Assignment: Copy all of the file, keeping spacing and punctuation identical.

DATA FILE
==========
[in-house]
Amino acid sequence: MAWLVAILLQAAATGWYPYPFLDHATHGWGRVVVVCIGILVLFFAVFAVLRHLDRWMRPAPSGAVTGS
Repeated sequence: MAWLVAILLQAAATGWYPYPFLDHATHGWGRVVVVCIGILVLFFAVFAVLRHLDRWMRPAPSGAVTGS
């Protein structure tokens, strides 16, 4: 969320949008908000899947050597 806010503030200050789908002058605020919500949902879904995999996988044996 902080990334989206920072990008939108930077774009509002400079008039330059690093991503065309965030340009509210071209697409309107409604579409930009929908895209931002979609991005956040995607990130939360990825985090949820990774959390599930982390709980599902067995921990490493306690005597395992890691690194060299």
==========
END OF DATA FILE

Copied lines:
[in-house]
Amino acid sequence: MAWLVAILLQAAATGWYPYPFLDHATHGWGRVVVVCIGILVLFFAVFAVLRHLDRWMRPAPSGAVTGS
Repeated sequence: MAWLVAILLQAAATGWYPYPFLDHATHGWGRVVVVCIGILVLFFAVFAVLRHLDRWMRPAPSGAVTGS
């Protein structure tokens, strides 16, 4: 969320949008908000899947050597 806010503030200050789908002058605020919500949902879904995999996988044996 902080990334989206920072990008939108930077774009509002400079008039330059690093991503065309965030340009509210071209697409309107409604579409930009929908895209931002979609991005956040995607990130939360990825985090949820990774959390599930982390709980599902067995921990490493306690005597395992890691690194060299």